Preliminary numbers from the Green Mountain Care Board show that half of the state’s 14 community hospitals are budgeting for fewer full-time workers next year.
The federal sequester and other cuts to the Medicare program will cost Vermont hospitals hundreds of millions of dollars over the next 10 years. Coupled with lower hospital use, executives are projecting lower-than-expected revenues, which will affect staffing levels at many hospitals (see map below for employment projections).
John Brumsted, CEO of Fletcher Allen Health Care, says Medicare cuts will result in more than $200 million in losses over the next decade for Vermont’s largest hospital.
“In 2013, it’s $5 or $6 million less than what we otherwise would have gotten in reimbursements, if the trend had kept going forward,” he said. “If you go another year out in 2014, it gets to eight figures. If you look over a decade, which is what CMS projects, it gets to very significant dollars.”
Fletcher Allen executives expect to lose about $34 million due to federal budget sequestration. The 2 percent reduction in Medicare reimbursements went into effect for services provided on or after April 1.
“These reductions will result in $11 billion (annually) in lost revenues to Medicare doctors, hospitals, and other providers, who will only be reimbursed at 98 cents on the dollar for their services to Medicare beneficiaries,” said Courtney Jenkins, spokesperson for the federal Centers for Medicare and Medicaid Services (CMS).
The sequestration cuts took effect just months after Congress carved $10.5 billion from Medicare for fiscal years 2014 to 2018. Brumsted said Medicare changes in the Affordable Care Act are also putting a dent in the hospital’s more-than $1 billion in expected revenues for 2014.
Despite the federal hit to Fletcher Allen’s budget, the hospital is slated to add about 280 full-time jobs. A third of those jobs are coming from Fletcher Allen subsidiaries, such as Vermont Managed Care.
“We’re already starting to see new types of jobs emerge. I’m seeing more of a morphing of what the workforce looks like than an absolute reduction in numbers,” Brumsted said. “You do create new jobs. If you’re going to interface new technology, you need people who are savvy about health care and that are savvy at getting into relatively complex software and systems.”
But seven of Vermont’s hospitals are budgeting for fewer non-physician jobs in 2014. Physician numbers have not yet been organized and released by the Green Mountain Care Board, but hospital executives and state officials say there are no marked changes.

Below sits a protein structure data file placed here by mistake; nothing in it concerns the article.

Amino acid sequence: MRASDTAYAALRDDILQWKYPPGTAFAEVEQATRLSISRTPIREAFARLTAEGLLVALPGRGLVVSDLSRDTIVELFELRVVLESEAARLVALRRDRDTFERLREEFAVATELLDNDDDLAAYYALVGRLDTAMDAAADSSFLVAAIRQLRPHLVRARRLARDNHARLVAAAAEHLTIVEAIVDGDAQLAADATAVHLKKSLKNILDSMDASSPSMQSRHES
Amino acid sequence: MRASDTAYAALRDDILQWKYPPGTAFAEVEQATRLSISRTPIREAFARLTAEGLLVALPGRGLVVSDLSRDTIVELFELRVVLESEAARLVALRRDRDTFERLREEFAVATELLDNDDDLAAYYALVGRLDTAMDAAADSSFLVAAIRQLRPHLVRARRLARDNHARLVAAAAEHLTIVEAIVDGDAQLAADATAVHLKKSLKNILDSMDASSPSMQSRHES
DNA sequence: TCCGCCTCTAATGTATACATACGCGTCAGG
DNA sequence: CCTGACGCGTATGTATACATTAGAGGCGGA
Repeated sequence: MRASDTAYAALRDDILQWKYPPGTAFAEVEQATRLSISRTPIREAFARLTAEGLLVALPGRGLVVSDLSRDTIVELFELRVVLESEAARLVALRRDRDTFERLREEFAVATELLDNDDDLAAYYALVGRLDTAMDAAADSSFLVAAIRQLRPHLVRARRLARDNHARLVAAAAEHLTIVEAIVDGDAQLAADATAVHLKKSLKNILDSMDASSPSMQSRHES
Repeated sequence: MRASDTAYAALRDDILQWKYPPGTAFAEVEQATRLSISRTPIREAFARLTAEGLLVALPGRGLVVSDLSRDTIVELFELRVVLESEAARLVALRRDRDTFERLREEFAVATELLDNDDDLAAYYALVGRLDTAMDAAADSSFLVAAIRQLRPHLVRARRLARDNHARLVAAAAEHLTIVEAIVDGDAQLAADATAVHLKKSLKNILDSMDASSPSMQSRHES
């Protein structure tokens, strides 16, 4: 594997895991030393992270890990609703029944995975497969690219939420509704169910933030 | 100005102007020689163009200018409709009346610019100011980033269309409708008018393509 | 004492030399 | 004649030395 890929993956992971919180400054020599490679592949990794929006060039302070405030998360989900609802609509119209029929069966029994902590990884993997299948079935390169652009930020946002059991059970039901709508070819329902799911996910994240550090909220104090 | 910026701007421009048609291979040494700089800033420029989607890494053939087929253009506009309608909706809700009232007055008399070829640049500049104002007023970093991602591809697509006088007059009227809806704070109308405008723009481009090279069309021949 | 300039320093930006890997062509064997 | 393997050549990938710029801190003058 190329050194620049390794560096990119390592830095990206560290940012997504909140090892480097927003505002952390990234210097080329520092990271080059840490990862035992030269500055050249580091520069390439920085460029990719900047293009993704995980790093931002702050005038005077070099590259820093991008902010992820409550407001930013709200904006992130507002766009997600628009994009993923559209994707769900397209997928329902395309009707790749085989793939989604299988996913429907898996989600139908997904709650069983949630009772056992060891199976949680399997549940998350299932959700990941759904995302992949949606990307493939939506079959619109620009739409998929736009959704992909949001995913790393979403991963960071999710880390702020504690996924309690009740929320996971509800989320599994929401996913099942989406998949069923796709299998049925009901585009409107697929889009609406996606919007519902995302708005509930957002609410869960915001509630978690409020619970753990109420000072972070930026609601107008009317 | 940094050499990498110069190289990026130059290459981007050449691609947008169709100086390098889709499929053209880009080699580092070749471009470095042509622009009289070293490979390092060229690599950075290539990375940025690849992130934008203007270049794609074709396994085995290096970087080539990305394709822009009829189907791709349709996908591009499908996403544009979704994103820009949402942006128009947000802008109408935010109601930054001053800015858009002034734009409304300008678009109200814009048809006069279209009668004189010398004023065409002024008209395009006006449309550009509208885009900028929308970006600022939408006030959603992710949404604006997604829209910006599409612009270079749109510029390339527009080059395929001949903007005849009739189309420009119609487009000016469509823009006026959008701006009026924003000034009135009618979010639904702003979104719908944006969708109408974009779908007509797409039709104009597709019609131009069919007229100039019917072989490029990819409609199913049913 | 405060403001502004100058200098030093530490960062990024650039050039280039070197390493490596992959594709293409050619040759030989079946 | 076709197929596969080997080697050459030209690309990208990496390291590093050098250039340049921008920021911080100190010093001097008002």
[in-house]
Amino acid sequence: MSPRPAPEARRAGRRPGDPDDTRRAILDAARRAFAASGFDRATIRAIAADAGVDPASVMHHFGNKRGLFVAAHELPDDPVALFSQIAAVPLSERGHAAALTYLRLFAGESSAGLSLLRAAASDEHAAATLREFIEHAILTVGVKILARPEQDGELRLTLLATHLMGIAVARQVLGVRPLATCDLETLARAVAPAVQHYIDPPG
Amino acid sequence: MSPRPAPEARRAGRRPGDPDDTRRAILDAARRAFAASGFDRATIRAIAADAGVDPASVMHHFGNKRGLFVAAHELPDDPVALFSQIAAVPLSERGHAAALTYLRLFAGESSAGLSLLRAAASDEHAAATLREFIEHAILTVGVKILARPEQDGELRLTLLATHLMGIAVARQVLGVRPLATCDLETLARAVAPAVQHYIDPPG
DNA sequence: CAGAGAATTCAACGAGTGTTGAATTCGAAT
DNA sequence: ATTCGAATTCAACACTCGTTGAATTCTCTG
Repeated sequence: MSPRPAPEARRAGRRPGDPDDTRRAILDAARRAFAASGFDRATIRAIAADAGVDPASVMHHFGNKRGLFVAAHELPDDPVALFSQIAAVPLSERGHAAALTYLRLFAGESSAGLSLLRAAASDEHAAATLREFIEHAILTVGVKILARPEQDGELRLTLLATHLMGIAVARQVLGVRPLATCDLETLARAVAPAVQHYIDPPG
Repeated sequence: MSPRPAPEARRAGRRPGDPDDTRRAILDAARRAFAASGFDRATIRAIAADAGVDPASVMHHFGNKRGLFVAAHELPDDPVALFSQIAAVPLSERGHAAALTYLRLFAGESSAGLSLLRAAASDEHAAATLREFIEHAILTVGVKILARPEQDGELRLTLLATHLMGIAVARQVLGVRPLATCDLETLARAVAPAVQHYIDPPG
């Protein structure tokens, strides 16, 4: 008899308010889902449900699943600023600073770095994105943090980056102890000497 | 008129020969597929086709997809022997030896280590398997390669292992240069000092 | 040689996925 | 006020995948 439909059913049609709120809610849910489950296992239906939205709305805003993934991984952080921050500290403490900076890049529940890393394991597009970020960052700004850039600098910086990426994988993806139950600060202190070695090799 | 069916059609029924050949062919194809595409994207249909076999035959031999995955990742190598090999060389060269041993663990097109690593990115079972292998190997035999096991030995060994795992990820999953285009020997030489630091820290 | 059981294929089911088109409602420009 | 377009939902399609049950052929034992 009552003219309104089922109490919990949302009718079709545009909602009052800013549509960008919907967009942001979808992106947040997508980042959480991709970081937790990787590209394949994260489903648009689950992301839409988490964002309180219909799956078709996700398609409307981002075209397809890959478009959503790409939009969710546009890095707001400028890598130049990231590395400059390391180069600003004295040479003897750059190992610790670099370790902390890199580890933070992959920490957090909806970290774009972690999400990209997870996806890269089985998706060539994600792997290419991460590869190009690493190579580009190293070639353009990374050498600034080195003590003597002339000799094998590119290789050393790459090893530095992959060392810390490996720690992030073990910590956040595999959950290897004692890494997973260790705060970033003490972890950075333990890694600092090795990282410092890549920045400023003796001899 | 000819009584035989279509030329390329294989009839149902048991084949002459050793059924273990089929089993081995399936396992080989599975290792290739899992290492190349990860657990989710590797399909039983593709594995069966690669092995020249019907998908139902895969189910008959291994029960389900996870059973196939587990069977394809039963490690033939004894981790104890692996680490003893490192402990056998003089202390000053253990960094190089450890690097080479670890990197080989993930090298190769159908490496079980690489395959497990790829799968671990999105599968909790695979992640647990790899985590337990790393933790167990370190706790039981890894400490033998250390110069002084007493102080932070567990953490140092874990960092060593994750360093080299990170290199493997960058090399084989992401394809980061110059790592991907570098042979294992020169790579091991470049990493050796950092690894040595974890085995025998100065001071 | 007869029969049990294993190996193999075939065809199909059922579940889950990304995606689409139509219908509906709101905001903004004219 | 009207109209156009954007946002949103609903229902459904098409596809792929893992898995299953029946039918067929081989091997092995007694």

When only looking at the shift in budgeted jobs from 2013 to 2014, Rutland Regional Medical Center and Southwestern Vermont Medical Center in Bennington are leading the way in job reductions. Rutland is decreasing its 1,184-member workforce by 113 jobs, and Southwestern is decreasing its 843-member staff by 92 positions.
Executives at both hospitals, however, say that these numbers don’t paint a full picture.
For starters, Southwestern Chief Financial Officer Steve Majetich said about 25 jobs that the hospital budgeted for last year were never actually created. Another 30 to 40 jobs, he said, were eliminated through early retirement incentives and attrition.
Some full-time employees were shifted to part-time status, and Southwestern spokesman Kevin Robinson said the hospital was also forced to cut jobs.
“There have been a few limited involuntary reductions in force,” he said. “The word layoff is a term we don’t really use because it carries the connotation of recall. Layoff is a term used in manufacturing a lot. We’ve done some limited reductions in force, and I don’t have an exact number for that.”
Majetich said the job reductions were due to lower patient volumes and federal cuts.
“The cut is about $1 million (annually) to the hospital, and there’s no replacement of those dollars anywhere,” he said.
Overall, Majetich expects the hospital’s revenues to drop 6.4 percent, or $9.6 million, on a 2014 budget of $139.6 million.
Tom Huebner, CEO of Rutland Regional, said most of the reductions at the state’s second-largest hospital were not involuntary, but the hospital laid off 12 to 14 full-time employees.
The hospital’s revenues are expected to go up 3 percent, or $6.3 million, on a proposed 2014 budget of $217.8 million. But Huebner said revenues are not what the hospital was betting on a year ago.
“The biggest single chunk was through action in Washington,” he said of revenue losses. “Through the sequester and the fiscal cliff, we lost $4 million in (annual) Medicare reimbursements. The second more modest impact was, like many hospitals across the country and Vermont, on the in-patient side of our world we are seeing a reduction in volume.”
Huebner said that although job numbers were going down at the hospital, the level of care would not suffer.
“The one thing that did not change was any of our nursing ratios,” he said. “We would reduce nurses if we had a decline in volume, but the number of nurses per patient was not reduced.”
The Green Mountain Care Board is looking at job shifts as part of its hospital budget approval process. Later this month, the board will hold hearings with executives from each of the hospitals, and it is expected to approve or deny budgets in mid-September.
Click on map point for hospital employment projections.